After months of back and forth on the subject, President Donald Trump’s administration has done what everyone pretty much knew it would do the whole time and has lifted a ban on the importation of some African elephant trophies from Zimbabwe and Zambia.
The history of elephants—from gigantic woolly mammoths through to modern forest-dwelling pachyderms—is more complicated than we thought. An analysis of modern and ancient elephant genomes shows that interbreeding and hybridization was an important aspect of elephant evolution.
President Donald Trump’s administration is preparing to reverse a Barack Obama-era ban on the importation of elephant trophies from Zimbabwe and Zambia to the U.S., ABC News reported on Wednesday, in a remarkably petty attack on rules intended to protect species registered under the Endangered Species Act.
Yesterday, the Nonhuman Rights Project filed a petition on behalf of three elephants being kept at a Connecticut zoo. The suit demands that the court recognize these animals as “legal persons” and release them to sanctuary, but given that the same legal team failed to secure similar personhood rights for chimps in New…
Humans are at war. They’re at war with each other, they’re at war with themselves, and some are at war with elephants. Researchers want to know how humans and the long-snooted aggressors can live in peace.
It’s hard to know how smart animals are for the simple reason that they’re not able to come right out and tell us. Scientists have developed various methods over the years to assess animal intelligence, but a simple new body-awareness test involving elephants may be a promising new tool to add to the arsenal.
Late last week, 11 Asian elephants at Cambodia’s Keo Seima Wildlife Sanctuary ambled into a mud-filled bomb crater that dates back to the Vietnam War. Unable to get out, and with the mud quickly drying, the elephants’ situation become dire—prompting conservation officials to spring into action.
You probably need anywhere from seven to ten hours of sleep a night. But if you’re someone who especially enjoys a full night of shuteye, just be thankful you aren’t an elephant.
The population of forest elephants in Gabon’s Minkébé National Park—one of Central Africa’s largest and most important nature preserves—has declined by a whopping 81.5 percent since 2004 due to poaching. It’s considered a major setback for the preservation of this endangered species, of which less than 100,000 remain…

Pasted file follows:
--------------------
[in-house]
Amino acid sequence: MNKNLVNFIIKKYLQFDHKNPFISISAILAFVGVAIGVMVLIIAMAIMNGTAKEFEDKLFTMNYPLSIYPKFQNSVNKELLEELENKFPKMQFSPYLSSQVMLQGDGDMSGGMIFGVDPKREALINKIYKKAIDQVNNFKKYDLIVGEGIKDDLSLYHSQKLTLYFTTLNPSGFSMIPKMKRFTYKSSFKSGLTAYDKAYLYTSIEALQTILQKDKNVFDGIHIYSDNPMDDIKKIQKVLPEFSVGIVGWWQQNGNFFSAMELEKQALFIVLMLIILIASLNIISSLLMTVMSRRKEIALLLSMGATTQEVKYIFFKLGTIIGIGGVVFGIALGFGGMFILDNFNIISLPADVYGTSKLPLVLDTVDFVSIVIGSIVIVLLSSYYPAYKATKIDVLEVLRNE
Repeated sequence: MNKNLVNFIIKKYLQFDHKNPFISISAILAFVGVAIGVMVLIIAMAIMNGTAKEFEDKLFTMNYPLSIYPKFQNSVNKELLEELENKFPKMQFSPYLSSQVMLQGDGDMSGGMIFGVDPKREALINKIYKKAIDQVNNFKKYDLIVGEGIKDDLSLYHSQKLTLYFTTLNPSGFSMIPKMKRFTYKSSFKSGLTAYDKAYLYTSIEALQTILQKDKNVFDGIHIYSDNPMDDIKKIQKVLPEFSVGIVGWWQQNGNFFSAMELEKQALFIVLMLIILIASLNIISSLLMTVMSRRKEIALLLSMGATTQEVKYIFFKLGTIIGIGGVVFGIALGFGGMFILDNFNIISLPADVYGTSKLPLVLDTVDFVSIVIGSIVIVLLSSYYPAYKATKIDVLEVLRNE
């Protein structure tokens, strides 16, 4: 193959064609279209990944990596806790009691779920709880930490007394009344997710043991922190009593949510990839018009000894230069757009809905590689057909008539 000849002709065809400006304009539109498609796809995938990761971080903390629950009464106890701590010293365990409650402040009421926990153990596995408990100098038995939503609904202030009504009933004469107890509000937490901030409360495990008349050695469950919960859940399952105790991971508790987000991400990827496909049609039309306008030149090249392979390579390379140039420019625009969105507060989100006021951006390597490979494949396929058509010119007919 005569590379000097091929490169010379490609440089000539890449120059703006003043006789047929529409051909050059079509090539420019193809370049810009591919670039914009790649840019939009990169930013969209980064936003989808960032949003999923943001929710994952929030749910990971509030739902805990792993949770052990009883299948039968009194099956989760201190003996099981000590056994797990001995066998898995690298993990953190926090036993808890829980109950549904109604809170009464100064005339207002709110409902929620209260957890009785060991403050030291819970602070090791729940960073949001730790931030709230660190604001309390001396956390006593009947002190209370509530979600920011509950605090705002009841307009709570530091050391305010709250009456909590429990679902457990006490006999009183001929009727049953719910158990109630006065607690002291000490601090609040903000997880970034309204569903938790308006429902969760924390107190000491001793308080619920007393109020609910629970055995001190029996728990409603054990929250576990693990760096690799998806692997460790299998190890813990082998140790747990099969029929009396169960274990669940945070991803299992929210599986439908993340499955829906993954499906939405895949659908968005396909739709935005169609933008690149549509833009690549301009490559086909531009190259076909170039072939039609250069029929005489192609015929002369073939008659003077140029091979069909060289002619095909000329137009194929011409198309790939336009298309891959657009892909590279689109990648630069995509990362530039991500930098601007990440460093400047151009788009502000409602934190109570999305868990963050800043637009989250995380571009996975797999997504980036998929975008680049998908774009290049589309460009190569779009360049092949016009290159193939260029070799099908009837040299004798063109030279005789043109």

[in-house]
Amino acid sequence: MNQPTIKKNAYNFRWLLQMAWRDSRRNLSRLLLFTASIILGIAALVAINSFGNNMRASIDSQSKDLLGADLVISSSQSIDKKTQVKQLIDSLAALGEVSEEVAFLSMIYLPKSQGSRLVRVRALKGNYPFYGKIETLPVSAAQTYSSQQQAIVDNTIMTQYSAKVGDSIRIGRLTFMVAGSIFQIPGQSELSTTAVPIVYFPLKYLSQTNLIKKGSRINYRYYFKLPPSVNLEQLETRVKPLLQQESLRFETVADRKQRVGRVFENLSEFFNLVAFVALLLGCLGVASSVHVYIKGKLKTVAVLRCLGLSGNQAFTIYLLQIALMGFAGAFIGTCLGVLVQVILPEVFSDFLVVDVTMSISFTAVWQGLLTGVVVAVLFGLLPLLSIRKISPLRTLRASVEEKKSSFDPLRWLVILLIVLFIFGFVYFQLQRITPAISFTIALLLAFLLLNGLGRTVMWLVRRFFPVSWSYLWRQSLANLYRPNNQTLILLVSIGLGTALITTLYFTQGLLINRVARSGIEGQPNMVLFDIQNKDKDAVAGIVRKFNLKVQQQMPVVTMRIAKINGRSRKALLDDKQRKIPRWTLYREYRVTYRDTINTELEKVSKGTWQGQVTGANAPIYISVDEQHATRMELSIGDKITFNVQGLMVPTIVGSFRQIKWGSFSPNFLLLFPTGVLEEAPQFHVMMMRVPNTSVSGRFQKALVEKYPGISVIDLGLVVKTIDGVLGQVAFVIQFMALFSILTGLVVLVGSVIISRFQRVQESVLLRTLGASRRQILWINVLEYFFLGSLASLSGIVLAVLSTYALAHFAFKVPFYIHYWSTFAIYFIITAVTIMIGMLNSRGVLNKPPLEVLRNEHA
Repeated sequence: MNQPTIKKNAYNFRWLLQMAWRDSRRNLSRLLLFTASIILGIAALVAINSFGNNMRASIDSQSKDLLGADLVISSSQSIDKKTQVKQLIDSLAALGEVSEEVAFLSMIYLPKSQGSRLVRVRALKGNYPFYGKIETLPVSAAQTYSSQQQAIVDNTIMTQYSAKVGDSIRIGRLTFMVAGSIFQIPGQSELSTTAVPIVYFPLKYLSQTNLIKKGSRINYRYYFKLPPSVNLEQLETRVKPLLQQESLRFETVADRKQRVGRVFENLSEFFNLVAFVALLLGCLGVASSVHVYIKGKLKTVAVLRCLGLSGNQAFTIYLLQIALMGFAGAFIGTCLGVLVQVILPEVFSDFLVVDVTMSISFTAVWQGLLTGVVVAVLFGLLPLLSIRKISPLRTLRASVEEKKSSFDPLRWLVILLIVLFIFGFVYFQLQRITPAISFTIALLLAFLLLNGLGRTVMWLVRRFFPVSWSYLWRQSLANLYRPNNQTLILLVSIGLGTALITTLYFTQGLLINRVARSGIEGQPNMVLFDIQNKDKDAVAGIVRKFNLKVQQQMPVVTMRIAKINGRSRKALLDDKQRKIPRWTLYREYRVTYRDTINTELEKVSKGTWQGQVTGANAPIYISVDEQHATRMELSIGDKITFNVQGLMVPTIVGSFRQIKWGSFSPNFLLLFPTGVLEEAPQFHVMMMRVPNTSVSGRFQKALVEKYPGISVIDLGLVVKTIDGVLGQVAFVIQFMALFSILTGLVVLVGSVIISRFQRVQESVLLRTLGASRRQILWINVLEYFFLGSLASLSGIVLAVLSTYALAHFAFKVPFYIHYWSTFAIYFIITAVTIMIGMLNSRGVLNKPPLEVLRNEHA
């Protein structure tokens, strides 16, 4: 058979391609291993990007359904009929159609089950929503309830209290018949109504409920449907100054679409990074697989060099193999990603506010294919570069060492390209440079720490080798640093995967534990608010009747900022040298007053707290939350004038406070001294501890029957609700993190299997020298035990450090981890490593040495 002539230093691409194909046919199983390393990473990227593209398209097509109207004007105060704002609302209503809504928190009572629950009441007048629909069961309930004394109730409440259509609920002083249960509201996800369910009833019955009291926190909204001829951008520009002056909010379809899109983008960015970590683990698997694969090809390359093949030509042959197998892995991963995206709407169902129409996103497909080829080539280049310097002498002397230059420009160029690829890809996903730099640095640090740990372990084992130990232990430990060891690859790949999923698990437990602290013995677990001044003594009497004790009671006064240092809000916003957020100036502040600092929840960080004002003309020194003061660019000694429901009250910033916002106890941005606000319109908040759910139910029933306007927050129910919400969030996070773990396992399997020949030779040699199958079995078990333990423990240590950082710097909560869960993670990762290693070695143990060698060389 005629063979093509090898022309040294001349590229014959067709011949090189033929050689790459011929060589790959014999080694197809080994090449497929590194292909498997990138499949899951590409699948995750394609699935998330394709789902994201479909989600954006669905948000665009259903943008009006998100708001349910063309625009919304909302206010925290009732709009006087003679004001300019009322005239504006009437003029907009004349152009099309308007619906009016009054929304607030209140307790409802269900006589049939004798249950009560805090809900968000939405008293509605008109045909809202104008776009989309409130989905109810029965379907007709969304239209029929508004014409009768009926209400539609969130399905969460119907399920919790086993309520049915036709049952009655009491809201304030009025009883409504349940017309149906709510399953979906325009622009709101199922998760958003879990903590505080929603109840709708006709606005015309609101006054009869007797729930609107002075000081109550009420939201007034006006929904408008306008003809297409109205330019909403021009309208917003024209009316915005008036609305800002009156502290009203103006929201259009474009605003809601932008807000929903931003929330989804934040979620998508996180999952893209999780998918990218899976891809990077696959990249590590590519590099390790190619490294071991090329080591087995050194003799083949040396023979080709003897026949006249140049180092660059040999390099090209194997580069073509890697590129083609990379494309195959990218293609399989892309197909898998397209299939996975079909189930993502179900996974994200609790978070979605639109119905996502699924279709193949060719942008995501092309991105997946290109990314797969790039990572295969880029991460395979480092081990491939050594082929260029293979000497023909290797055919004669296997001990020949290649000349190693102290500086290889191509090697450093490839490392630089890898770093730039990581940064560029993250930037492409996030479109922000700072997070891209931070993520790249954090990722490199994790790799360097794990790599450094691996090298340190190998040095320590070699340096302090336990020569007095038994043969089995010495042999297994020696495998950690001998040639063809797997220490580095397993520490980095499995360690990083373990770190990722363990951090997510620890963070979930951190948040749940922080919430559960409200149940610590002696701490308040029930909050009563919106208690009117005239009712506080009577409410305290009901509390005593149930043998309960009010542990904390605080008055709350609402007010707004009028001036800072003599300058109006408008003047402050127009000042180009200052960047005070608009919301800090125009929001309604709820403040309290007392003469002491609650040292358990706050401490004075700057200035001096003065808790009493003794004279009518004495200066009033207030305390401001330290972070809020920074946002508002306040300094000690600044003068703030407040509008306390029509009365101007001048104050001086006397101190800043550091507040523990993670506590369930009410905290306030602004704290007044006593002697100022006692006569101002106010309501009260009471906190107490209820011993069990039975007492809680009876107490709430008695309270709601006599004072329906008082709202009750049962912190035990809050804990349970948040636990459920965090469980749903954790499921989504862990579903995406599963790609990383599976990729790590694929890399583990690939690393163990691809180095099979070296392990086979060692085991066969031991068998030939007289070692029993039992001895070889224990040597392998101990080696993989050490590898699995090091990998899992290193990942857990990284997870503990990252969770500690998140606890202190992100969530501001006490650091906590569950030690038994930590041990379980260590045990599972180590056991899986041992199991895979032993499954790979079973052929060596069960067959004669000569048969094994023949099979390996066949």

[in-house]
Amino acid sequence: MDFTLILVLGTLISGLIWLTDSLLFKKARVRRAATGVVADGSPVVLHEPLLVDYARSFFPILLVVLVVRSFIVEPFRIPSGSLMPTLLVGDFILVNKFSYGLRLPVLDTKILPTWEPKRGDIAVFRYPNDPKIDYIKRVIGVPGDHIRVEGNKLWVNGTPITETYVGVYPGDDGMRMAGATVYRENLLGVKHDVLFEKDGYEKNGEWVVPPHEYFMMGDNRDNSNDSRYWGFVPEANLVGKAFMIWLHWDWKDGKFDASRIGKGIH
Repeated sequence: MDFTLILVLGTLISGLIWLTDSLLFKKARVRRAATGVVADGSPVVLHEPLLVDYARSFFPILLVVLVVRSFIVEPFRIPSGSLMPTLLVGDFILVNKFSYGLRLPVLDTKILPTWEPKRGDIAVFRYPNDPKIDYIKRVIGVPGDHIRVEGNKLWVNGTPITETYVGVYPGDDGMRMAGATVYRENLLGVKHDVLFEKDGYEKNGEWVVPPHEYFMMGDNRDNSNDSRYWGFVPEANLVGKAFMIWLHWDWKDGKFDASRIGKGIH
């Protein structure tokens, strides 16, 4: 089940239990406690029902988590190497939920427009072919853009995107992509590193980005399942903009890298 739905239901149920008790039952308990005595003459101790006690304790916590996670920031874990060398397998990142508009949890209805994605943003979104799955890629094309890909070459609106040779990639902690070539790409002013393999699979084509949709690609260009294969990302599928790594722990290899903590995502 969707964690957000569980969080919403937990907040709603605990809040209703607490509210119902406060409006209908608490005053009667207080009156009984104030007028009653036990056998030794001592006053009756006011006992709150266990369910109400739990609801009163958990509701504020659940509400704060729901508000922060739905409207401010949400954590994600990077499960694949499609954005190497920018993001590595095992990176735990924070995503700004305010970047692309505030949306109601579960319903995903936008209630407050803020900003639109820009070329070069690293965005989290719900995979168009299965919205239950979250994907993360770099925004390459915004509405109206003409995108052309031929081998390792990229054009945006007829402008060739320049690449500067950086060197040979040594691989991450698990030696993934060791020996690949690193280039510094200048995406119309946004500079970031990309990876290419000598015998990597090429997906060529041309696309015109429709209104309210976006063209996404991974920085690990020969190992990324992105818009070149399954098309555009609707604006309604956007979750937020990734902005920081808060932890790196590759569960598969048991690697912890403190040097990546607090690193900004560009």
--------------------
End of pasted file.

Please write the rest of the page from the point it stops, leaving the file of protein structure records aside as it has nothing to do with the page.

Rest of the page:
Earlier today, Kenya set ablaze 105 tons of stockpiled ivory in a measure designed to discourage the poaching of elephants and rhinoceros in the country. The blaze is the biggest of its kind in history.
Two Asian elephants have been spotted making use of a new tool—their own breath. When they can’t get food in their enclosure, they use their trunks as leaf-blowers to bring it closer to them.
In 218 BC, Carthaginian general Hannibal took a group of elephants over the Alps in order to fight the Roman Empire in style. Since then, people have speculated as to the route he took. In 1959, a small group of people with an elephant decided to conduct a test.
A baby wild elephant plays between two adults outside of Gauhati, India—the same city where, less than a month ago, a male elephant wandered the streets after being separated from his herd.
Tracking the movement of ivory through the nebulous, international black market is extraordinarily difficult. But we need to start doing a better job of it if we want to stamp out the illegal trade that claims 100 elephant lives every day. One journalist’s solution? Build the world’s most convincing fake tusk, and…
Millions of landmines remain strewn across Angola, remnants of the country’s long civil war. Remarkably, some elephants have learned to sniff out and avoid these hazards, and even alert an entire herd to the danger. Intrigued, the U.S. Army is now testing the ability of elephants to detect chemicals found in landmines…
Animals like tigers, lions, and elephants are majestic creatures we learn about when we’re kids. But unfortunately, many of those species share another trait—they live on the edge of extinction. One hundred African elephants are killed per day for ivory, but one mapping project is tracking these creatures in hopes of…
A small group of elephants who had been displaced have been butting heads with local villagers in a village in Daloa in the Ivorty Coast. The elephants have damaged crops, ruined homes, injured people and so forth. The villagers wanted to kill the elephants. Luckily for everyone though, the International Fund for…
Exhibition director Peter Luckner readies a 13-foot-tall model of a straight-tusked elephant (Palaeoloxodon antiquus) for “Fossil Richness in the Geisel Valley,” on display in the Pfaennerhall Factory in Braunsbedra, central Germany. This type of forest elephant roamed the Geisel Valley some 200,000 years ago.
We tend to think of nature as being both brutal and patriarchal. Animals struggle to survive and mate, and we assume that means that males will dominate. But some non-human species actually have matriarchies, that work out pretty well. Here's what nature can teach us about the secrets of making matriarchy work.
Size matters: Elephants and whales are the only two animals that show up from space when tracked using "commercially available" resolutions. Satellite images have been used to prevent poaching, as well as to keep track of creatures that manage to be as elusive as they are enormous.